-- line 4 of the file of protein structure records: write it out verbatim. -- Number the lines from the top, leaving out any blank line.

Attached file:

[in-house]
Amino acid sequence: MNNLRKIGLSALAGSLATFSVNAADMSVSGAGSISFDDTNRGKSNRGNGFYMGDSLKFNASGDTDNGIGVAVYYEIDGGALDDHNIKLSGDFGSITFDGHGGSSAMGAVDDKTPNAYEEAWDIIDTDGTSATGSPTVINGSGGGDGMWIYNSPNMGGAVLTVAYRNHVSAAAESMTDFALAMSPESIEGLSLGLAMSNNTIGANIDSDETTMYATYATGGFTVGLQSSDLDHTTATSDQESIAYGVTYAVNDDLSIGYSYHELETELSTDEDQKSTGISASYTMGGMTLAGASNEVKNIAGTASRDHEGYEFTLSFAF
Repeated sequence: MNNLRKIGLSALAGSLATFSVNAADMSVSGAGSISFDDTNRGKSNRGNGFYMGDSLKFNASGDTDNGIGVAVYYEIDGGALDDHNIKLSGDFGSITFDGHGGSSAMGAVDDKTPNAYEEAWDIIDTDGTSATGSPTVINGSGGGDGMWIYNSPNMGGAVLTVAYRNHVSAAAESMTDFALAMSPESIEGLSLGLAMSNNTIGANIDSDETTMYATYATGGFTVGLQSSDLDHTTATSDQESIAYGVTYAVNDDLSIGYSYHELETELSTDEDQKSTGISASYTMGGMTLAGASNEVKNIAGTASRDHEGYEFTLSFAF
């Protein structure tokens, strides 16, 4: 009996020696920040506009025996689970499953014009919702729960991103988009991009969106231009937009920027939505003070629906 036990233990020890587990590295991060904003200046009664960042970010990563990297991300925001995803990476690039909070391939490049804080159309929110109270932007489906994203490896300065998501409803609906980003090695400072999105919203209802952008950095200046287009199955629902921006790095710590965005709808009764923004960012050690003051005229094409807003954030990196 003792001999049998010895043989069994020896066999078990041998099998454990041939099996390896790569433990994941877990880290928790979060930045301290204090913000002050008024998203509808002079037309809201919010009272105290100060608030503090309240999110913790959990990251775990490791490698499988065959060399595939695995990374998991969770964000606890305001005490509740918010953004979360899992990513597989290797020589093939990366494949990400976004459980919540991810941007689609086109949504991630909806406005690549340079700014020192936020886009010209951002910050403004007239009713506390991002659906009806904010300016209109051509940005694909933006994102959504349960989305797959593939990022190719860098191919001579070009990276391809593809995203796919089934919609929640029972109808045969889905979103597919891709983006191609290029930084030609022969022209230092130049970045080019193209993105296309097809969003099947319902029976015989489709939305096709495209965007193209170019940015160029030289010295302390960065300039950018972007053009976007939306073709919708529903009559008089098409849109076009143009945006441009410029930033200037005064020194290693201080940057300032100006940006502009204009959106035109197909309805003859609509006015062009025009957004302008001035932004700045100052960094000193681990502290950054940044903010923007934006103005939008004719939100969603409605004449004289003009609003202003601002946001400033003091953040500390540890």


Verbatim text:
């Protein structure tokens, strides 16, 4: 009996020696920040506009025996689970499953014009919702729960991103988009991009969106231009937009920027939505003070629906 036990233990020890587990590295991060904003200046009664960042970010990563990297991300925001995803990476690039909070391939490049804080159309929110109270932007489906994203490896300065998501409803609906980003090695400072999105919203209802952008950095200046287009199955629902921006790095710590965005709808009764923004960012050690003051005229094409807003954030990196 003792001999049998010895043989069994020896066999078990041998099998454990041939099996390896790569433990994941877990880290928790979060930045301290204090913000002050008024998203509808002079037309809201919010009272105290100060608030503090309240999110913790959990990251775990490791490698499988065959060399595939695995990374998991969770964000606890305001005490509740918010953004979360899992990513597989290797020589093939990366494949990400976004459980919540991810941007689609086109949504991630909806406005690549340079700014020192936020886009010209951002910050403004007239009713506390991002659906009806904010300016209109051509940005694909933006994102959504349960989305797959593939990022190719860098191919001579070009990276391809593809995203796919089934919609929640029972109808045969889905979103597919891709983006191609290029930084030609022969022209230092130049970045080019193209993105296309097809969003099947319902029976015989489709939305096709495209965007193209170019940015160029030289010295302390960065300039950018972007053009976007939306073709919708529903009559008089098409849109076009143009945006441009410029930033200037005064020194290693201080940057300032100006940006502009204009959106035109197909309805003859609509006015062009025009957004302008001035932004700045100052960094000193681990502290950054940044903010923007934006103005939008004719939100969603409605004449004289003009609003202003601002946001400033003091953040500390540890």